English summaries November 5 - 18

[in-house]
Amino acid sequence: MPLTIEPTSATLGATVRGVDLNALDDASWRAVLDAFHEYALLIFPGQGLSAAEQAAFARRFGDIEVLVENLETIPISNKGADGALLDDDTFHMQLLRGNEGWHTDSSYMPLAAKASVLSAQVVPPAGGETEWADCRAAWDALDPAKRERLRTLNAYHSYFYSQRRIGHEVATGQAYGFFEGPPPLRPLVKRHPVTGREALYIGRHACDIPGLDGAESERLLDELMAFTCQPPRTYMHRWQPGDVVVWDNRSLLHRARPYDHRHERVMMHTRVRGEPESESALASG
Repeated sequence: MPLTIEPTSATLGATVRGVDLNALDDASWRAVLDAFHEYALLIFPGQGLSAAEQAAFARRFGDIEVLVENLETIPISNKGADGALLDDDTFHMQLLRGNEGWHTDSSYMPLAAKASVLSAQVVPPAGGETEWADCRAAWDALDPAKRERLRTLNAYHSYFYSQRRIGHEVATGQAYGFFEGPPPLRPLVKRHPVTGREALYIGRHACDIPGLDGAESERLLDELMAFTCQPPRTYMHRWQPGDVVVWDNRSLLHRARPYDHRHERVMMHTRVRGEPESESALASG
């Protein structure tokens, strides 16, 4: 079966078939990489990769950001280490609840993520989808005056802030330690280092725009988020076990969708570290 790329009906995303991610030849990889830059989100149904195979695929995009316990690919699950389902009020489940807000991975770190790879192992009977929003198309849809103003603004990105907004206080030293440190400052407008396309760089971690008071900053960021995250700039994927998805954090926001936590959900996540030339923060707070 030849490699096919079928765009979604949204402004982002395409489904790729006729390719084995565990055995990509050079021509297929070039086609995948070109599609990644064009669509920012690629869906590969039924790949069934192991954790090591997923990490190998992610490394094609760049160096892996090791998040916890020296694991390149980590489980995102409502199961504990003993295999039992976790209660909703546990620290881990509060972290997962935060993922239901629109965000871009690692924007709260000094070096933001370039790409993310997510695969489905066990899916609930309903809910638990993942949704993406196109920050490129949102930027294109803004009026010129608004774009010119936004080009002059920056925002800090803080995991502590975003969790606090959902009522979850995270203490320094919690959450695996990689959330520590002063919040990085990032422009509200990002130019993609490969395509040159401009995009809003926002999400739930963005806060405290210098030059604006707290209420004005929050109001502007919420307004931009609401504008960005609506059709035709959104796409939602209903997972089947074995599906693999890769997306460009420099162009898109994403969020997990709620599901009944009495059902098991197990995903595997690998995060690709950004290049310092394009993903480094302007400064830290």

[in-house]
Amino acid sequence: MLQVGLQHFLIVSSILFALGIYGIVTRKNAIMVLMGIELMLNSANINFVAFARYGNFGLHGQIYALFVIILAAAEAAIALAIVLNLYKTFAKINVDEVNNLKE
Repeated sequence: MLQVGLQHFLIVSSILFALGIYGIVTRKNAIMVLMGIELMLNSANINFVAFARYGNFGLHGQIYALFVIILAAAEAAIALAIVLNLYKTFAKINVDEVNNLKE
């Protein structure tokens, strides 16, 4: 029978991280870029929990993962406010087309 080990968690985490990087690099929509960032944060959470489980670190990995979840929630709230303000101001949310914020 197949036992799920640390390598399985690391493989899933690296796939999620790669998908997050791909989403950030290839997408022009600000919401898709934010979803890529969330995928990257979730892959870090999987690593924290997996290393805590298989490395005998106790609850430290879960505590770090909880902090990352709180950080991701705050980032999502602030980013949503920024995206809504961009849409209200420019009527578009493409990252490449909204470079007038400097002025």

mumok Museum moderner Kunst - Dan Flavin – Lights 13.10.2012 – 03.02.2013 Pathos of the tubes By Roland Schöny Why visit a Dan Flavin exhibition? Don’t his works have the effect of stereotype repetitions of the same topic? Not necessarily. The light tubes used in Flavin’s works develop very diverse effects in different surroundings. In contrast to the clean museum atmosphere, with its tendency to increase mystification, in galleries they appear as sober citations in an urban context. Maybe some of you remember the outstanding presentation in 1991 in the Galerie nächst St. Stephan. Flavin did not only relate to the outside space. He also created works for the outside; such as site-specific light installations for the Science Park Gelsenkirchen or the Museum Hamburger Bahnhof in Berlin. That Flavin’s oeuvres aren’t really all that well known argues well in favour of an exhibition. And that, in turn, has to be compiled so that the individual works have enough space and clearance from each other. The mumok is well able to comply with these requirements. Consequently, the minimalists are thus presented extensively. However, because of this, the intrinsic contradictions in Flavin’s work are underlined. It seems legitimate to provide four floors with a total of 2400 m2 of exhibition space to present such a significant position of Modernism. But through this an enormous pathos develops which is even increased by the reflections of the light on the floor. Thereby, Flavin’s initial principle of reduction suddenly changes into a manifestation of the sublime. A remarkable effect! This could also be derived as a topic from the artist’s biography (1933 – 1996, New York). If nothing else, Flavin’s religious attitude is expressed by the fact that he took part in a priest seminar in the early 1950s. The approximately 30 light works are really impressive: the small picture-like works as well as the later serials and in particular the “monuments” for V. Tatlin based on white light. To refer to Tatlin as representative of the Russian avant-garde seems plausible, but the numerous dedications to collectors and Dan Flavin’s acquaintances appears somewhat sentimental and pedantic. But that was the way it was. Likewise Flavin, who confronts the aesthetic aspects of the technical improvements aggressively, and the majority of his works appear to have developed from the classical medium of drawings and architectural drafts. This aspect brings the exhibition in a cabinet-like side area but is treated far too little. That one could have got more out of everything becomes obvious when reading the catalogue material. This brings another question up – not if one should visit a Dan Flavin exhibition, but how large the information value of such a retrospective is. Museums also have the task to offer information and thereby broaden the cultural competence of its audience. And a further question is the relevance of such an exhibition. Flavin doubtlessly has his justification in post-war Modernism. However, only if one sees this in connection with the paradigm of the Cold War and bases it on the fact that the determining coordinates of art history are based upon the axis of the western powers Berlin, Düsseldorf, Paris, New York and Los Angeles. If one does not evaluate the ideological requirement for an exhibition too strongly, another issue arises: why devote nearly 4 months to a Flavin exhibition in the mumok? In two months at the latest, the value of the information would be amply fulfilled. mumok Museum moderner Kunst 1070 Vienna, MuseumsQuartier, Museumsplatz 1 Tel: +43 1 52 500 Fax: + 41 1 52 500 13 00 Email: info@mumok.at www.mumok.at Opening hours: daily: 10.00 – 18.00 hours, Thu: 10.00 – 21.00 hours Galerie Lindner Ludwig Glaeser – Mies and his archivist 08.11.2012 – 07.12.2012 Archive of heroic sovereignty By Margareta Sandhofer The exhibition at the Gallery Lindner, which is part of the eyes on series, is dedicated to Mies van der Rohe, respectively his photographic archivist, Ludwig Glaeser. Architectural photography leaves it open whether the focus is on the architectural work or on the photograph. Upon entering one is confronted with a portrait of Ludwig Glaeser holding a camera and across from him five shots of the New York skyline. This small staging in the gallery’s foyer can also be seen as an introduction or prelude for the actual exhibition in the two main rooms, in which the photographs focus on buildings designed by Mies van der Rohe. Glaeser’s shots of the Federal Center Chicago (1959 – 64) underline the radicalism of Mies van der Rohe’s work. Glaeser focuses on the rationality and functionality with which Mies confronts the historical surroundings. Nature, small blooming trees, appear like props that highlight the stringent system of Mies van der Rohe’s architecture. Botany seems to have a similar function as the people in the photographs of Farnsworth House (1951). The pictures present no aspect of human spatial experience inside the country house. The house itself is presented like an alien that landed in the middle of nowhere, totally devoid of any context, which could depart any second. No entry or exit is visible. The images of the Lake Shore Drive Apartment in Chicago (1949-51) taken from a helicopter are symptomatic, shot from an artificial angle, unreal. The architecture’s shadow is imposed on the natural frame of the water’s surface. Glaeser’s compositions are skilfully calculated, withdrawn from reality, reduced, and aestheticized in the selected perspectives and the black-and-white prints. The buildings are only apparently factually displayed, but in reality set into the scene actually having undergone a heroization. At the same time, Glaeser presents Mies van der Rohe’s buildings as a complex of blatant naturalness, as architecture of incomparable sovereignty. Galerie Lindner 1060 Vienna, Schmalzhofgasse 13/3 Tel: +43 1 913 44 58 Fax: +43 1 913 44 56 email: galerie.lindner@chello.at www.galerie-lindner.at Opening hours: Tue - Fri 14.00 - 18.00 hours Kunsthaus Wien Photo Booth Art – The aesthetics behind the curtain: from the Surrealists to Warhol and Rainer 10.10.2012 – 13.01.2013 Snapshots in strips By Roland Schöny It's as it often is. One gets irritated by the kitschy entrance situation with its rough floor, which, according to Friedensreich Hundertwasser's earnest proclamation, shall contribute to the "retrieval of human dignity". But then a carefully presented and interesting exhibition awaits one on the second floor. Core theme: contemporary photography. And it's the same this time. With aesthetic concepts around the photo booths. The subtitle with the indication " .... to Warhol and Rainer" is, however, misleading because the historic curve does not end with these classics by any means, but leads into the present. The famous photos by Arnulf Rainer with grimacing portraits taken in photo booths stem from the year 1969. Andy Warhol, on the other hand, had already discovered the photo booth as a portrait studio in 1963. Much later – in 1972 in Leipzig – Jan Wenzel was only just born. His work is so remarkable because Wenzel made the photo booth to his central medium. He uses the given format to design assembled conceptual shots or even spatial photos; by no means all “behind the curtain”. Their fixed focus as well as the framing characterizes his works. A change of perspective is brought about through the small movie room with samples of clippings from Jean-Luc Godard’s “Masculin feminine” (1966) or Wim Wenders’ “Alice in the cities” (1974). Long sequences from “The Fabulous Destiny of Amélie” by Jean-Pierre Jeunet (2001) are also shown – in which the main character meets a collector of photo booth passport photos. Another main theme revolves around identity and self-staging – this plainly being the main motif for Cindy Sherman to work with an automated photo machine. “Untitled” (Lucille Ball” (1975) leads to the picture series “Untitled Film Stills”. The automated photos are characterized by a soft focus and help imitate the aesthetics that are well known in pictures of stars and starlets since the1930s. The beginnings of automated photos go back much further. In 1928 the first “Photomatons” were installed in Paris. How quickly the surrealists discovered their potential as photo machines becomes obvious in the last edition of the magazine “La Révolution Surréaliste” in December 1929, in which 16 automated self-portraits by protagonists of the movement including André Breton, Luis Buñuel, Max Ernst or Salvador Dalí, are all published as a photomontage. The informative texts in the rooms highlight, above all, the historic and stylistic aspects. Due to the fact that the exhibition is a project by the Musée d’Élysée Lausanne, the Kunsthaus permitted itself the luxury of not producing its own catalogue. But there is no explanation as to why no form of a theoretical mediation in German exists at all. From the production of a pocket guide to the printing of an exhibition journal, a plethora of possibilities would have been presented if at least one single theoretical contribution had been offered. The show, rich in individual topics, whose diversity goes far beyond the idea of stereotype strip pictures, should have earned endorsement through the generally common standard of an adequate publication. Kunsthaus Wien 1030 Vienna, Untere Weißgerberstraße 13 Tel: +43 1 712 04 95 0 Fax: +43 1 712 04 94 email: office@kunsthauswien.com www.kunsthauswien.com Opening hours: daily: 10.00 – 19.00 hours MUSA distURBANces 30.10.2012 – 05.01.2013 Analogue, digital, as if it matters By Nina Schedlmayer Perhaps one could start with Hieronymus Bosch, or perhaps much later – or much earlier – e.g. with the architectural paintings in Pompeii: at least the haziness between fiction and reality is something mankind has dealt with for many a long year. The exhibition “distURBANces” at the MUSA questions if “fiction can surpass rationality.” Curated in co-operation with the partner cities of the Month of Photography, the exhibition deals, more or less, with everything that revolves around the themes of artificial worlds, cyberspace and their relationship to analogue reality. Artificiality is thus widely conceived and doesn’t exist solely in digital: one can slip into a rose-tinted model of a solitary residential district with the charm of the hobby bricolage by Daniel Leidenfrost, (and let yourself be enveloped in soft mist at the touch of a button), an old film by Josh Müller is based on an analogue airport-model. And the video by Leopold Kessler – in which one can watch him dumping bulk trash in a skater-pit, insinuating the Broken-Windows-Theory, cyberspace is left out. Even if the title suggests that everything shown is seen in context with urban space, this does not apply to all the works presented here: Reiner Riedler’s colourful, almost hyper-realistic shots lead us into the worlds of entertainment and leisure time, Robert Hammerstiel’s photomontages play with South Sea elements and Ilkka Halso pulls endless architectural structures over endless foggy landscapes. Among the most exciting works are those by Dionisio Gonzáleu (he amalgamates hypermodern architecture with gloomy favelas) and by the Collectif_Fact: in their video, a group of artists invites the onlooker to a city tour by car and removes everything from sight except logos, neon signs, streetlights, signs and road markings – huge advertisement messages take up most of the space. The exhibition introduces some exciting positions that were unknown in Vienna until now, e.g. Niklas Goldbach or Peter Bialobrzeski. However, the exhibition appears too much like a compromise. What is missing is a well thought through concept that could reclaim new facets from the leading question. MUSA 1010 Vienna, Felderstrasse 6-8, next to the Rathaus Tel: +43 1 4000 8400 Fax: + 43 1 4000 99 8400 email: musa@musa.at www.musa.at Opening hours: Tue – Fri: 11.00 – 18.00 hours, Thu: 11.00 – 20.00 hours, Sat 11.00 – 16.00 hours